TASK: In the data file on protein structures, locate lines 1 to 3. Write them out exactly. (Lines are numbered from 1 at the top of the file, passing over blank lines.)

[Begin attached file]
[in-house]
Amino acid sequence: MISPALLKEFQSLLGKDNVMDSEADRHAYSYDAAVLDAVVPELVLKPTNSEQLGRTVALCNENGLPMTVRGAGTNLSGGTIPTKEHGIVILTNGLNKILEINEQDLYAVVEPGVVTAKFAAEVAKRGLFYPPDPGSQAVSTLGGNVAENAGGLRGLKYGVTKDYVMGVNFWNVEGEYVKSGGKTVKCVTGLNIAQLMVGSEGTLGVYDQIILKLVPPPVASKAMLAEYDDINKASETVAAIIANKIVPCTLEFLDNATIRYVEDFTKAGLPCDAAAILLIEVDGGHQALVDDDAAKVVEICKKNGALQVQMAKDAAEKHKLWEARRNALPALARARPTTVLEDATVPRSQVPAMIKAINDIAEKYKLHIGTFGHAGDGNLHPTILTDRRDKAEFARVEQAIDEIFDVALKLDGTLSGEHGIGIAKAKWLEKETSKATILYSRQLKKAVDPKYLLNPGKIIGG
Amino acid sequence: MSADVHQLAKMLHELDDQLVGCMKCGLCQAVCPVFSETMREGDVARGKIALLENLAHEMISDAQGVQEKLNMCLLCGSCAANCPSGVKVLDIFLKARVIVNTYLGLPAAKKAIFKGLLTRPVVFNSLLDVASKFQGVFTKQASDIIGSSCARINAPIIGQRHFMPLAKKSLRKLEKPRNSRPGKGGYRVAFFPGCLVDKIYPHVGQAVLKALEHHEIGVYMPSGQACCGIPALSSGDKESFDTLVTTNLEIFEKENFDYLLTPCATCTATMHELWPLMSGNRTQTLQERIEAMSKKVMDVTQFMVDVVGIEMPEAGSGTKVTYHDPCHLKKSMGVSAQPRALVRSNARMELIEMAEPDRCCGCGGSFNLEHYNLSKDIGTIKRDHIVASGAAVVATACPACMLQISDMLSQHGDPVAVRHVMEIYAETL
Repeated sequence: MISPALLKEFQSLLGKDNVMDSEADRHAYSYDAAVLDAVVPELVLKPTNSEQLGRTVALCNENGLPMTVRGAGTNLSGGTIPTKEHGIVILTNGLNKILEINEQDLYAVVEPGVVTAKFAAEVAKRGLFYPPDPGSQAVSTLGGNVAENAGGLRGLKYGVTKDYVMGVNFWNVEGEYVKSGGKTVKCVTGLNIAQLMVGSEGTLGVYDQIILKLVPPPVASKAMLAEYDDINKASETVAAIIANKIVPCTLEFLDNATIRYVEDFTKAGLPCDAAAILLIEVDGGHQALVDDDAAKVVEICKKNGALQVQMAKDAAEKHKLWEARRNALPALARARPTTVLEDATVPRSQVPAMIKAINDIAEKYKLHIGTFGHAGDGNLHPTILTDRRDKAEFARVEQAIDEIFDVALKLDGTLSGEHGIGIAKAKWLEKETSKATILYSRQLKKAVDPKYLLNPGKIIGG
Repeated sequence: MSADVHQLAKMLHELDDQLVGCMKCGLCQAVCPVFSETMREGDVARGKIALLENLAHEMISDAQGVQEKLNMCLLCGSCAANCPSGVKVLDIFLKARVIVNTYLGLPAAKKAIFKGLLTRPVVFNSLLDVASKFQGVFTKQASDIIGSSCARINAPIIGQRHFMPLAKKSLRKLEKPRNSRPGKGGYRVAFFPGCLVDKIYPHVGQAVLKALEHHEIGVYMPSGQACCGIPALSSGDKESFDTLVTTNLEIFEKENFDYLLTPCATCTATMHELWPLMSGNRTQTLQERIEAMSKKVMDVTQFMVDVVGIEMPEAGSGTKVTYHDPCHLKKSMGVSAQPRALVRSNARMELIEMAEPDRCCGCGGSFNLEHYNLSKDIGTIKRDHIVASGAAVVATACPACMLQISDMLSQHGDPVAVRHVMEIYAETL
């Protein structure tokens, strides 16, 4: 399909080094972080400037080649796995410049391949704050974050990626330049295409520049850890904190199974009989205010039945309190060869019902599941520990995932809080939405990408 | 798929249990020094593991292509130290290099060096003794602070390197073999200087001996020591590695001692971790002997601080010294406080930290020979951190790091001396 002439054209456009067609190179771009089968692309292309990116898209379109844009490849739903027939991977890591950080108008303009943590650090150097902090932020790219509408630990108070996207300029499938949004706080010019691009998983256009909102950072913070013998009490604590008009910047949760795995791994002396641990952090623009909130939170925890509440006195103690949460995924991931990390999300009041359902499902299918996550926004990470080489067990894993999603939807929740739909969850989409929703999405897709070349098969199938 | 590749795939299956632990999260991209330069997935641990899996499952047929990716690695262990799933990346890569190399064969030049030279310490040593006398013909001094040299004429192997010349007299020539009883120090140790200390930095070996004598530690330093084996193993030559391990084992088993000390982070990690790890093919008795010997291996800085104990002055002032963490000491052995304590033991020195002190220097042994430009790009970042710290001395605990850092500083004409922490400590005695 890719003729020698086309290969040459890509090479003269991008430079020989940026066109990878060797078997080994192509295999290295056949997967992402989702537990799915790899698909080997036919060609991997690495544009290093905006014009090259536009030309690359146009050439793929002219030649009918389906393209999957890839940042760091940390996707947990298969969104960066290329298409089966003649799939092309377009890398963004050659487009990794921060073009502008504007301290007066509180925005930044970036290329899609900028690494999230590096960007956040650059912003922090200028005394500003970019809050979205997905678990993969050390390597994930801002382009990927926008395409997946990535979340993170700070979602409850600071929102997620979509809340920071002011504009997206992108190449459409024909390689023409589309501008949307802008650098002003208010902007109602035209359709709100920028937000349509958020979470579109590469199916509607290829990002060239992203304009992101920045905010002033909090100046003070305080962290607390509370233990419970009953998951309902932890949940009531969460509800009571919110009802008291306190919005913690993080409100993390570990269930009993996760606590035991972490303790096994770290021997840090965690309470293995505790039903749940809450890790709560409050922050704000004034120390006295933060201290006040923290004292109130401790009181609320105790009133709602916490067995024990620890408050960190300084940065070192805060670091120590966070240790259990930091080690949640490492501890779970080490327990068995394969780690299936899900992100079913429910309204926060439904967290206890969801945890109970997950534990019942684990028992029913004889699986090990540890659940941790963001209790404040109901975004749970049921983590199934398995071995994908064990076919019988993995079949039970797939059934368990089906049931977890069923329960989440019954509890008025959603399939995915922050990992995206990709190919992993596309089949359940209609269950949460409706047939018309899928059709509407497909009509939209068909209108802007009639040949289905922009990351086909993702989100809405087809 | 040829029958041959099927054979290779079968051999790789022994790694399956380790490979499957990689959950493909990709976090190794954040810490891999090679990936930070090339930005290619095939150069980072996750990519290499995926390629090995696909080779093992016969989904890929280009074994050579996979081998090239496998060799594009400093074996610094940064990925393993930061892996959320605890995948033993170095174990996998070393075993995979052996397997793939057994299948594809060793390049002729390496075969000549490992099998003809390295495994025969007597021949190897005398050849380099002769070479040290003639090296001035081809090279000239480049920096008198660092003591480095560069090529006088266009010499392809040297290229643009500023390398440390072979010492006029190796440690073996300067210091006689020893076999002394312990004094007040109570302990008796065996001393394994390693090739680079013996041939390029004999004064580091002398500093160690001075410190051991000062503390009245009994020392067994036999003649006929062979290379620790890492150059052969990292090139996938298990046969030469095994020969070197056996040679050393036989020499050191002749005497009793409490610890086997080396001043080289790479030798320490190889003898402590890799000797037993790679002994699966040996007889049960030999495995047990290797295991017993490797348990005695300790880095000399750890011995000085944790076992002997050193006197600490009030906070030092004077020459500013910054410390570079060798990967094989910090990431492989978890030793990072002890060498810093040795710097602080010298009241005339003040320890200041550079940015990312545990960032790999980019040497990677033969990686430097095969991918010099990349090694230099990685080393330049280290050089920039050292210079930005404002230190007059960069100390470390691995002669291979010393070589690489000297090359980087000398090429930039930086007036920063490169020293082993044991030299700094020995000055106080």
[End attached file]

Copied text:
[in-house]
Amino acid sequence: MISPALLKEFQSLLGKDNVMDSEADRHAYSYDAAVLDAVVPELVLKPTNSEQLGRTVALCNENGLPMTVRGAGTNLSGGTIPTKEHGIVILTNGLNKILEINEQDLYAVVEPGVVTAKFAAEVAKRGLFYPPDPGSQAVSTLGGNVAENAGGLRGLKYGVTKDYVMGVNFWNVEGEYVKSGGKTVKCVTGLNIAQLMVGSEGTLGVYDQIILKLVPPPVASKAMLAEYDDINKASETVAAIIANKIVPCTLEFLDNATIRYVEDFTKAGLPCDAAAILLIEVDGGHQALVDDDAAKVVEICKKNGALQVQMAKDAAEKHKLWEARRNALPALARARPTTVLEDATVPRSQVPAMIKAINDIAEKYKLHIGTFGHAGDGNLHPTILTDRRDKAEFARVEQAIDEIFDVALKLDGTLSGEHGIGIAKAKWLEKETSKATILYSRQLKKAVDPKYLLNPGKIIGG
Amino acid sequence: MSADVHQLAKMLHELDDQLVGCMKCGLCQAVCPVFSETMREGDVARGKIALLENLAHEMISDAQGVQEKLNMCLLCGSCAANCPSGVKVLDIFLKARVIVNTYLGLPAAKKAIFKGLLTRPVVFNSLLDVASKFQGVFTKQASDIIGSSCARINAPIIGQRHFMPLAKKSLRKLEKPRNSRPGKGGYRVAFFPGCLVDKIYPHVGQAVLKALEHHEIGVYMPSGQACCGIPALSSGDKESFDTLVTTNLEIFEKENFDYLLTPCATCTATMHELWPLMSGNRTQTLQERIEAMSKKVMDVTQFMVDVVGIEMPEAGSGTKVTYHDPCHLKKSMGVSAQPRALVRSNARMELIEMAEPDRCCGCGGSFNLEHYNLSKDIGTIKRDHIVASGAAVVATACPACMLQISDMLSQHGDPVAVRHVMEIYAETL